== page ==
The preeminent American Catholic historian of his day, John Gilmary Shea (1824-1892) amassed an extraordinary collection of correspondence, manuscripts, and research materials. The John Gilmary Shea Papers preserved in the Georgetown University Library Special Collections Division provide valuable documentation of both American History in general and American Catholic History in particular. The papers are contained in 26 boxes (11.5 linear feet). Along with a small amount of outgoing correspondence from Shea, most of which was sent to Edmond Mallet, the John Gilmary Shea Papers include a large quantity of incoming correspondence to Shea, most notably letters deriving from his editorship of "Frank Leslie's Illustrated Weekly." Many prominent individuals corresponded with Shea, and this collection includes letters from the likes of Frederick Douglass, Thomas Edison, and Harriet Beecher Stowe. Shea's correspondence provides key insights into nineteenth century America. In addition to his rich correspondence, Shea's papers feature a substantial amount of documents relating to Native American linguistics and history. Scores of original documents in Native American languages, most dating to the 1800s, are preserved in this collection. Many grammars, vocabularies, and other written records of Native American languages exist within this archive. Original letters and papers of Lewis Cass, Henry Rowe Schoolcraft, and William Wadden Turner are retained. As a large portion of the collection highlights American Catholic History, letters and documents to and from notable figures; such as Frederic Baraga, Pierre Jean DeSmet, John Joseph Hughes, and Elizabeth Ann Seton; are preserved. One box alone consists of transcripts of Archbishop John Carroll correspondence, the source material for Shea's writings on America's first Roman Catholic bishop. The research material in the Shea Papers documents the early history of the Catholic Church in America and includes original documents from the colonial period from Canada, Louisiana, New York, Florida, northern Mexico, and other regions. The research files served as the basis for Shea's monumental four-volume work "The History of the Catholic Church in the United States" (1886-92) and his other prolific writings. Moreover, Shea's personal manuscript collection holds original documents of historical significance. Documents signed by Patrick Henry, Louis XIV, Anthony Wayne, and others show the breadth of his collecting interests. The manuscripts and primary sources in the John Gilmary Shea Papers complement the library of John Gilmary Shea, which is also housed in the Georgetown University Library Special Collections Division. Over 5,000 printed books, journals, newspapers, and pamphlets once belonging to Shea are available to researchers. In many cases, individuals appear as both authors of books in the Shea Book Collection and correspondents in the Shea Papers. Taken together, Shea's books and manuscripts provide a thorough record of his career. Georgetown University Library owns over 60 books authored or edited by Shea, some of which are stored in the Georgetown University Library main stacks. Others are located in the Special Collections Division. The Catholic University of America in Washington, D.C. holds some papers related to John Gilmary Shea. That institution retains the papers of Shea's biographer Peter Guilday.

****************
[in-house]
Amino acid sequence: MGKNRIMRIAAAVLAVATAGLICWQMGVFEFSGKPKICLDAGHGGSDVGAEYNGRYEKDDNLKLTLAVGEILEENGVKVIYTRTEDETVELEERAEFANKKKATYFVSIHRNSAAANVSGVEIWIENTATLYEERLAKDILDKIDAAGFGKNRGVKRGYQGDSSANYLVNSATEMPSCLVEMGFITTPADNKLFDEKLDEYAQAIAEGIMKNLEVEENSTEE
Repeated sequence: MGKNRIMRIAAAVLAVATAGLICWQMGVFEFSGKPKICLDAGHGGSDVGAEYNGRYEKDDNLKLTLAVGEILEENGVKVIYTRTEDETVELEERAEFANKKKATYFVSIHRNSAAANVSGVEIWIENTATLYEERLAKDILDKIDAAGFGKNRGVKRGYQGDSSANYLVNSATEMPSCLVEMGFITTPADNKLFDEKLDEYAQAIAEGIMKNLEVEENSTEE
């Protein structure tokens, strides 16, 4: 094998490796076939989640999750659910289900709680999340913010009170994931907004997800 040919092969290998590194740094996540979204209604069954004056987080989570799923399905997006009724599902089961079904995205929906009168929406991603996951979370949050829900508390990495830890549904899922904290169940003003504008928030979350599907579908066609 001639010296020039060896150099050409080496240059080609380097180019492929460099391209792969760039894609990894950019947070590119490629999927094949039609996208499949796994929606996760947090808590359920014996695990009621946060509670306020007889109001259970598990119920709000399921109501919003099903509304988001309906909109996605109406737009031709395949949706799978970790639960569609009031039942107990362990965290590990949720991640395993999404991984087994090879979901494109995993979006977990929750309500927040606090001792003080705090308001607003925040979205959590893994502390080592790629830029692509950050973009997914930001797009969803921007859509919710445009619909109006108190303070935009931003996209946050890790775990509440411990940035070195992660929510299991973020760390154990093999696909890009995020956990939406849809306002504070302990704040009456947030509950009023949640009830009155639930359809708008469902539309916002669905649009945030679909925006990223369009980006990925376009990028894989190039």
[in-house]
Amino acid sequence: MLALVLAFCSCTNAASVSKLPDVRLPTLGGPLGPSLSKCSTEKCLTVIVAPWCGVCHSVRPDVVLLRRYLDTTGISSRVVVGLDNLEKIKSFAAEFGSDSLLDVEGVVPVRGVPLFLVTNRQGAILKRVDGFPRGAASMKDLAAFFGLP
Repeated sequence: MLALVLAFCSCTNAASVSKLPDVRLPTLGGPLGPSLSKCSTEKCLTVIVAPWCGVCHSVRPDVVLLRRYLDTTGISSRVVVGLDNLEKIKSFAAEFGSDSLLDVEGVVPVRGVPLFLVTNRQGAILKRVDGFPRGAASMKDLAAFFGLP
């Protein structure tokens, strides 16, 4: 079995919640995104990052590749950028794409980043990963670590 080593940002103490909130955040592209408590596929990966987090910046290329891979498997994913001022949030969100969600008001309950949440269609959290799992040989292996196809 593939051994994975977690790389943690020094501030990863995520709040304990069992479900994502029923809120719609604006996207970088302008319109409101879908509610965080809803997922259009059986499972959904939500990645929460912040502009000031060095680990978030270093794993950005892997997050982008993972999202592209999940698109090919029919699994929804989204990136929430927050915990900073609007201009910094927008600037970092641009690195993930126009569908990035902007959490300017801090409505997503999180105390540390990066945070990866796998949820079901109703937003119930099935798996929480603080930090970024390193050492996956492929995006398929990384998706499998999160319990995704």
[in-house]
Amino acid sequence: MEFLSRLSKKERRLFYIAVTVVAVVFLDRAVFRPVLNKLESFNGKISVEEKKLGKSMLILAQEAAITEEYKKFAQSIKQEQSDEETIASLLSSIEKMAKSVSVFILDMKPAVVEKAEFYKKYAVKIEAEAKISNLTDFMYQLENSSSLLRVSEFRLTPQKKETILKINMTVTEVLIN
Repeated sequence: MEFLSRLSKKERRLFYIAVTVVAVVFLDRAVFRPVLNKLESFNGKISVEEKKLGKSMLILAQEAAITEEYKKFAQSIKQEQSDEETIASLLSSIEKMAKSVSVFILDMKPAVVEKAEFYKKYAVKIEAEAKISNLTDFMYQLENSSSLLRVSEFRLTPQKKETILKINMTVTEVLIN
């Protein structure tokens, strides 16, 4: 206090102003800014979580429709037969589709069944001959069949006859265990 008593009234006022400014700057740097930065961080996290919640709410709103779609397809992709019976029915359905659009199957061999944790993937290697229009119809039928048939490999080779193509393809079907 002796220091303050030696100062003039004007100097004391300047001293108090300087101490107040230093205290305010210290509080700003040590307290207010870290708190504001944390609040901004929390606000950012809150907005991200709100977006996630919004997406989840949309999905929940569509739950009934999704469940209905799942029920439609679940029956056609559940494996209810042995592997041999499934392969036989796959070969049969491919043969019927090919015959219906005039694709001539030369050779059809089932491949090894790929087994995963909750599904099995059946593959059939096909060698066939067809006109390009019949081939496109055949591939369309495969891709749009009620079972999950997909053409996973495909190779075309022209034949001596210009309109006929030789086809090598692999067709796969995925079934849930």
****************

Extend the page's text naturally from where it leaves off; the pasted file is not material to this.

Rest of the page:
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BIOGRAPHICAL NOTE: John Gilmary Shea (1824-1892) was the leading American Catholic Historian of his era. A prolific writer and editor, Shea's crowning achievement was the publication of a four-volume history of the Catholic Church in the United States. John Gilmary Shea was born on July 22, 1824, in New York City. The son of James Shea, an Irish immigrant and school principal, and Mary Ann (Flannigan) Shea, John graduated from Columbia Grammar School in 1837. Admitted to the New York bar in 1846, he entered the Society of Jesus and continued his studies from 1848-50 at St. John's College, Fordham. From 1850-52, Shea was associated with Jesuit historian Felix Martin at St. Mary's College in Montreal. In 1852, Shea left religious training and pursued a career of writing and editing. In 1854, Shea married Sophie Savage. They had two daughters. Shea produced an astounding number of books, articles, and pamphlets while working as an editor for several periodicals. His writings amount a veritable library of works, focusing mostly on American Catholic History and important topics such as Native American linguistics. In 1852, Shea published "Discovery and Exploration of the Mississippi Valley," which he dedicated to Jared Sparks and for which he won admittance into several prominent historical societies. In 1854, he compiled "History of the Catholic Missions Among the Indian Tribes of the United States, 1529-1854." Meanwhile, he published articles in "U.S. Catholic Magazine," "Catholic World," "U.S. Historical Magazine," and "American Catholic Quarterly Review." From 1855 through 1867, Shea worked on the "Historical Magazine." From 1858 through 1890, he edited Sadlier's "General Catholic Directory." From 1860 to 1874, he edited the valuable "Library of American Linguistics." He worked for a time for the publishing house of Frank Leslie. From 1887 to 1889, Shea served as editor for the U.S. Catholic Historical Society, an organization which he founded. Between 1886 and 1892, Shea published his "History of the Catholic Church in the United States," the four-volume capstone to his distinguished career. Shea also published "History of Georgetown College" (New York: P. F. Collier, 1891) in honor of the school's centenary celebration in 1889. Georgetown awarded Shea an honorary degree (LL.D.) and a medal for his service in 1889. John Gilmary Shea died in Elizabeth, New Jersey, on February 22, 1892. In that year, his books, manuscripts, periodicals, and personal papers were donated to Georgetown College. In return, Georgetown College purchased 500 sets of Shea's "History of the Catholic Church in the United States." Shea's carreer is chronicled in more detail by his biographer Peter Guilday in "John Gilmary Shea: Father of American Catholic History, 1824-1892" (New York: United States Catholic Historical Society, 1926). Note: The following book was extremely useful in cataloging the Native American documents in the Shea Papers: "Handbook of North American Indians," Volume 17, "Languages," edited by Ives Goddard (Washington, D.C.: Smithsonian Institution, 1996).